Crested black macaque. Image created by photographer David Slater “This file is in the public domain, because as the work of a non-human animal, it has no human author in whom copyright is vested.” – WikiMedia
Have you seen the above photo before? It is a ‘selfie’ taken by a crested black macaque. Recently there has been a lot of controversy about it. It was effectively created by Photographer David Slater – he came across the macaque, and enabled it to take the photograph. Wiki Media placed it on their website and labeled it as “public domain”. Slater asked them to take it down claiming he has the copyright. No says WikiMedia as it was taken by the macaque. Now the US Copyright Office has waded in and has come down on the side of WikiMedia stating:
“The Office will not register works produced by nature, animals or plants,” the federal office, which operates under the Library of Congress, wrote in a recent update to its regulations. “Likewise, the office cannot register a work purportedly created by divine or supernatural beings, although the office may register a work where the application or the deposit copy(ies) state that the work was inspired by a divine spirit.”
What does this mean for us as photographers? I believe it is a very dangerous decision. Slater is clearly the person who set-up this image. He created the situation where a the macaque could take the image. He gave the camera to the macaque, he probably ensured the camera was pointing in the right direction. He processed the image. All the macaque did was to press the button.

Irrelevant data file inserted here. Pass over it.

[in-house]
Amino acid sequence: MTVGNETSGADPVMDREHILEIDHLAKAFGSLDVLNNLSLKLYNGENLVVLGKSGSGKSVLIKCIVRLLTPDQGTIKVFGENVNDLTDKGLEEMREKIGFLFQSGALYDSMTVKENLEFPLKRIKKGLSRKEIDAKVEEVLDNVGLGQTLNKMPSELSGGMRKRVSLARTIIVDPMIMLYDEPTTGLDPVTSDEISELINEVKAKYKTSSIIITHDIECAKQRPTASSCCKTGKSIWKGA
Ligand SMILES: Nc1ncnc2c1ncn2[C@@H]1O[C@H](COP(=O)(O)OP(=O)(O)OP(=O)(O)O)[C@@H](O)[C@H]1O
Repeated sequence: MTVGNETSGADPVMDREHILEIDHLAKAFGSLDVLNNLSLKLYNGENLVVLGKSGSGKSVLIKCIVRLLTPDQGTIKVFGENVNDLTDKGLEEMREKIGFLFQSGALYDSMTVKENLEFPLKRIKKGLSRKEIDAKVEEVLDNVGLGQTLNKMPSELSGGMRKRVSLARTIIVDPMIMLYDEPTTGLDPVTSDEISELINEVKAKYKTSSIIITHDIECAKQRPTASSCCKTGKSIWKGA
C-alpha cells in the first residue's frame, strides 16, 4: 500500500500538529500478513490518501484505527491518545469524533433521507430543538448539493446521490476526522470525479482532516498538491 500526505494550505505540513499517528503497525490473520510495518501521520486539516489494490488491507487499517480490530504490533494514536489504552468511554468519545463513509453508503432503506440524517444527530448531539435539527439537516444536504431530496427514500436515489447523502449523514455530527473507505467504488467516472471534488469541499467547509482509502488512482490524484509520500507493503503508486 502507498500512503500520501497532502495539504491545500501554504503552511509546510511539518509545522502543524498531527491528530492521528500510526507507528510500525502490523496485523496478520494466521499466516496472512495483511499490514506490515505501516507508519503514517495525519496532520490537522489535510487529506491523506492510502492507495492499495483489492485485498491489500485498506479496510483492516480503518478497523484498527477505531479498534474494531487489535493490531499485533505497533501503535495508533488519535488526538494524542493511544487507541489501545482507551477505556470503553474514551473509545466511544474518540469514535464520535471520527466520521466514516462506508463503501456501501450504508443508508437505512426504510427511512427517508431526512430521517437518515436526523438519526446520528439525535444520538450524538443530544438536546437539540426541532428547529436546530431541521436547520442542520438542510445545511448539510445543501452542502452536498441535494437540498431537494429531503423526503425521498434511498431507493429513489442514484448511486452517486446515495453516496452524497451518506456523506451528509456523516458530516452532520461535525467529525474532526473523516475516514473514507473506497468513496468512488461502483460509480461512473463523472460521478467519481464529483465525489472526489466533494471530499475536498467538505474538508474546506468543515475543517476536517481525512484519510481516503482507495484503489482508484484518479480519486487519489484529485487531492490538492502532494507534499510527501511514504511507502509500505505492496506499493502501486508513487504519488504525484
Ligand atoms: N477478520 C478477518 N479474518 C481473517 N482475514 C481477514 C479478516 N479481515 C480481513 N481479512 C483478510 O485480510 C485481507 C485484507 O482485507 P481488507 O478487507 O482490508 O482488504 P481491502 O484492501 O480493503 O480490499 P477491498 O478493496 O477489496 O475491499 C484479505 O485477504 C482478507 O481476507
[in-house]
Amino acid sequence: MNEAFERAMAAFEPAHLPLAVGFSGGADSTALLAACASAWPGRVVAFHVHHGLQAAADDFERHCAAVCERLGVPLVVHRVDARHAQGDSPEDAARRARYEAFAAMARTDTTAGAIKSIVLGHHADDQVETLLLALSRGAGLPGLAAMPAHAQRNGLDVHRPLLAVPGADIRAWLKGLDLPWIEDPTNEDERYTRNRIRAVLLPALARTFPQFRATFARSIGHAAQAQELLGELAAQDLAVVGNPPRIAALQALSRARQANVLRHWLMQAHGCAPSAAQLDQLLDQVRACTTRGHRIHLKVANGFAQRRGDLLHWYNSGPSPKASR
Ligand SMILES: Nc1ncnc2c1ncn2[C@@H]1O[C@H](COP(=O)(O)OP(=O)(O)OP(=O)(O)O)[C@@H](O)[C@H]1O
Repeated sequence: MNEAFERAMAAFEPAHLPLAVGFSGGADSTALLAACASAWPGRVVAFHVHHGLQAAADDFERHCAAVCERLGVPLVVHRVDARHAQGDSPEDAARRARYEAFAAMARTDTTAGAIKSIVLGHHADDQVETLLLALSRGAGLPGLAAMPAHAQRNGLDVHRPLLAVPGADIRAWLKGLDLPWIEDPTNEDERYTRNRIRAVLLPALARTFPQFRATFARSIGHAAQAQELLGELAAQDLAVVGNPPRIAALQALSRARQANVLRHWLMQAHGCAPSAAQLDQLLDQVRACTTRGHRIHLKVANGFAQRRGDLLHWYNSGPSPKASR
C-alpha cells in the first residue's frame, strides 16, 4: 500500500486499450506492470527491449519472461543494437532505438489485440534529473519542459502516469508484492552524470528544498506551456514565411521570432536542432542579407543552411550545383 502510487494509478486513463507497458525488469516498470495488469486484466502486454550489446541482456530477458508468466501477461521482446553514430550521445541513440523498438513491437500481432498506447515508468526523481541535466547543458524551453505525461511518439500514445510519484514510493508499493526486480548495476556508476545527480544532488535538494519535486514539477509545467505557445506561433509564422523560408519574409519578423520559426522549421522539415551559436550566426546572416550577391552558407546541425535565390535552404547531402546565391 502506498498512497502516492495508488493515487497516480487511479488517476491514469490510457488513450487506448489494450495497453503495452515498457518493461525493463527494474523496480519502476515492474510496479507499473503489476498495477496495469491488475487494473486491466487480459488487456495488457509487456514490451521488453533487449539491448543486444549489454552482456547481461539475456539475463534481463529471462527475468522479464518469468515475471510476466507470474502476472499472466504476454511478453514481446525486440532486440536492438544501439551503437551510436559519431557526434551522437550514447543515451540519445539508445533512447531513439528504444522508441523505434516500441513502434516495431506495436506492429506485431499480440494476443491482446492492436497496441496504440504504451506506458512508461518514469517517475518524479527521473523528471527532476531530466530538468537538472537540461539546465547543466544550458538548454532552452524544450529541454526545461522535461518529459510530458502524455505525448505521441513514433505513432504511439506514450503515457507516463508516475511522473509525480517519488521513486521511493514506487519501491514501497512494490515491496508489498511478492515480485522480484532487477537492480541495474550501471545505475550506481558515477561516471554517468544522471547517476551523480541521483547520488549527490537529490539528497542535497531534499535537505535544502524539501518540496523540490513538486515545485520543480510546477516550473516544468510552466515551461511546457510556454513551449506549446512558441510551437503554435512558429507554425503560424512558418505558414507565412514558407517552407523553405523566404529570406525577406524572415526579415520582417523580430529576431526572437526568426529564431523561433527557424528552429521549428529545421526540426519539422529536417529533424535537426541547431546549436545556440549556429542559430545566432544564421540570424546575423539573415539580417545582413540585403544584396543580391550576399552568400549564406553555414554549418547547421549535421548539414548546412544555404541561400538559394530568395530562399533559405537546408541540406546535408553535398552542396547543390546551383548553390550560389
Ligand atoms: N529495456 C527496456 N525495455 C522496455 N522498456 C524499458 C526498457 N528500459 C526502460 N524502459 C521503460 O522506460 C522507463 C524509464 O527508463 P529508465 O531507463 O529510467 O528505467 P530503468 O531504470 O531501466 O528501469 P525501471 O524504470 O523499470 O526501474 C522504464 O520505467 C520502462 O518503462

Let’s look at another scenario, a wildlife photographer set-up a camera outside an animal’s den/nest/lair he sets up an infra red beam so that as the lion/bird/fox enters or exits it triggers the image to be created. Effectively it is taking the image, following the logic of the US Copyright Office the photographer would not have copyright on that image.
Take it to the next level. A photographer working with an assistant. The photographer decides on the lighting, he meters it and chooses an aperture and shutter-speed. He then gets his assistant to put his camera on a tripod. The photographer checks the composition and then finally he asks his assistant to press the shutter release. Who created the image? Who owns the copyright. I think most people would say it is the photographer not the assistant who created the image and owns the copyright.
So how is this situation of photographer and assistant different to the situation of David Slater and the macaque? I don’t believe it is a million miles away. If copyright can be taken away from Slater because he didn’t press the button, how long will it be before copyright is taken away from photographers who got their assistant to press the button?
Copyright should be there to protect the primary creative input involved in producing an image or piece of artwork. This ruling is a first step that could move us away from that principle. As far as I am concerned, although sadly David Slater no longer legally has copyright on the image, it is still an image that he has created.
For more information about David Slater and his photography please see his website: http://www.djsphotography.co.uk/